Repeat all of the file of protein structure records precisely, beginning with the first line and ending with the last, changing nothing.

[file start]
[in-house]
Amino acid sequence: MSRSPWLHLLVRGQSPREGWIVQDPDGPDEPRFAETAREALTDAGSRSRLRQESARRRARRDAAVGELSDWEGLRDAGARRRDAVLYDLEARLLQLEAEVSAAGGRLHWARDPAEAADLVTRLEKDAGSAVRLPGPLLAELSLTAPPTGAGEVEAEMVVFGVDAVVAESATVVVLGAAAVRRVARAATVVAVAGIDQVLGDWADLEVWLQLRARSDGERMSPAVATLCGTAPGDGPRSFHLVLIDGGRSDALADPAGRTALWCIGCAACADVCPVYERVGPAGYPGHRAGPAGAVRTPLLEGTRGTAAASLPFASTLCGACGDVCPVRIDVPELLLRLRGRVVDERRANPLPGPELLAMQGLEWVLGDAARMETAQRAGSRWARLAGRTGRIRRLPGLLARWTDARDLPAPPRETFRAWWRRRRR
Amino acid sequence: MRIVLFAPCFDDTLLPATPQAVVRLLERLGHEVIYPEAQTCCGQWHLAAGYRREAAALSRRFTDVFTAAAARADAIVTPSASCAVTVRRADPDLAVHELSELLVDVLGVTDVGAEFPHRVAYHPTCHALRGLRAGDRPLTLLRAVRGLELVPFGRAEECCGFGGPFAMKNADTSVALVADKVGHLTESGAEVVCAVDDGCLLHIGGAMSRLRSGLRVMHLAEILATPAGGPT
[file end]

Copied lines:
[in-house]
Amino acid sequence: MSRSPWLHLLVRGQSPREGWIVQDPDGPDEPRFAETAREALTDAGSRSRLRQESARRRARRDAAVGELSDWEGLRDAGARRRDAVLYDLEARLLQLEAEVSAAGGRLHWARDPAEAADLVTRLEKDAGSAVRLPGPLLAELSLTAPPTGAGEVEAEMVVFGVDAVVAESATVVVLGAAAVRRVARAATVVAVAGIDQVLGDWADLEVWLQLRARSDGERMSPAVATLCGTAPGDGPRSFHLVLIDGGRSDALADPAGRTALWCIGCAACADVCPVYERVGPAGYPGHRAGPAGAVRTPLLEGTRGTAAASLPFASTLCGACGDVCPVRIDVPELLLRLRGRVVDERRANPLPGPELLAMQGLEWVLGDAARMETAQRAGSRWARLAGRTGRIRRLPGLLARWTDARDLPAPPRETFRAWWRRRRR
Amino acid sequence: MRIVLFAPCFDDTLLPATPQAVVRLLERLGHEVIYPEAQTCCGQWHLAAGYRREAAALSRRFTDVFTAAAARADAIVTPSASCAVTVRRADPDLAVHELSELLVDVLGVTDVGAEFPHRVAYHPTCHALRGLRAGDRPLTLLRAVRGLELVPFGRAEECCGFGGPFAMKNADTSVALVADKVGHLTESGAEVVCAVDDGCLLHIGGAMSRLRSGLRVMHLAEILATPAGGPT